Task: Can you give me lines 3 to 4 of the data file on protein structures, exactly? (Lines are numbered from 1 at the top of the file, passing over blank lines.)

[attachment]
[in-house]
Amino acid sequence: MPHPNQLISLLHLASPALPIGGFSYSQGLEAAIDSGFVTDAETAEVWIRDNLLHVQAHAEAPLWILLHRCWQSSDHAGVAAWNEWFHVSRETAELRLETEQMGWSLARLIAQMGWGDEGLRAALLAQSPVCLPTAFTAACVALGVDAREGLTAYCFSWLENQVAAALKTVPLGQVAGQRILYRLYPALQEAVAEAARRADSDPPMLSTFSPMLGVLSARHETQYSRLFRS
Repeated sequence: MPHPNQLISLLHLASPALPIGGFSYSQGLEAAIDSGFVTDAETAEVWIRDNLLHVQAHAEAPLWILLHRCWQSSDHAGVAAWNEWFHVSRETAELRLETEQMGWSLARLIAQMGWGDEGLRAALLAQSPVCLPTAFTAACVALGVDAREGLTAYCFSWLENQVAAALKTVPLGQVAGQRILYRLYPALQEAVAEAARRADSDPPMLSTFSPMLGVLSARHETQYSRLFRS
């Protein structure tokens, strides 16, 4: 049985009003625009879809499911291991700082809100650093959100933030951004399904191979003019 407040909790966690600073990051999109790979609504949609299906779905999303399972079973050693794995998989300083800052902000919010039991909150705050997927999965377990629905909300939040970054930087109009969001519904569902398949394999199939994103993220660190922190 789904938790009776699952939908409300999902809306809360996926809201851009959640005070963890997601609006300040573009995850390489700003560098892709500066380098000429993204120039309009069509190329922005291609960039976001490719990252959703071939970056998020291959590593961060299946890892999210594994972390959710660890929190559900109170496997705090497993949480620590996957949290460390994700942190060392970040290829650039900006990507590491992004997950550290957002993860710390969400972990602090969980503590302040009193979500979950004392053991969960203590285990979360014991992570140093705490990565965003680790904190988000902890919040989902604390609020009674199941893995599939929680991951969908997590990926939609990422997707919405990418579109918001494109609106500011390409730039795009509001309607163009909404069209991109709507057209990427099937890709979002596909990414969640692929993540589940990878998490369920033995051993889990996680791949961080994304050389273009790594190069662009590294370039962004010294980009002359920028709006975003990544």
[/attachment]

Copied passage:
Repeated sequence: MPHPNQLISLLHLASPALPIGGFSYSQGLEAAIDSGFVTDAETAEVWIRDNLLHVQAHAEAPLWILLHRCWQSSDHAGVAAWNEWFHVSRETAELRLETEQMGWSLARLIAQMGWGDEGLRAALLAQSPVCLPTAFTAACVALGVDAREGLTAYCFSWLENQVAAALKTVPLGQVAGQRILYRLYPALQEAVAEAARRADSDPPMLSTFSPMLGVLSARHETQYSRLFRS
């Protein structure tokens, strides 16, 4: 049985009003625009879809499911291991700082809100650093959100933030951004399904191979003019 407040909790966690600073990051999109790979609504949609299906779905999303399972079973050693794995998989300083800052902000919010039991909150705050997927999965377990629905909300939040970054930087109009969001519904569902398949394999199939994103993220660190922190 789904938790009776699952939908409300999902809306809360996926809201851009959640005070963890997601609006300040573009995850390489700003560098892709500066380098000429993204120039309009069509190329922005291609960039976001490719990252959703071939970056998020291959590593961060299946890892999210594994972390959710660890929190559900109170496997705090497993949480620590996957949290460390994700942190060392970040290829650039900006990507590491992004997950550290957002993860710390969400972990602090969980503590302040009193979500979950004392053991969960203590285990979360014991992570140093705490990565965003680790904190988000902890919040989902604390609020009674199941893995599939929680991951969908997590990926939609990422997707919405990418579109918001494109609106500011390409730039795009509001309607163009909404069209991109709507057209990427099937890709979002596909990414969640692929993540589940990878998490369920033995051993889990996680791949961080994304050389273009790594190069662009590294370039962004010294980009002359920028709006975003990544």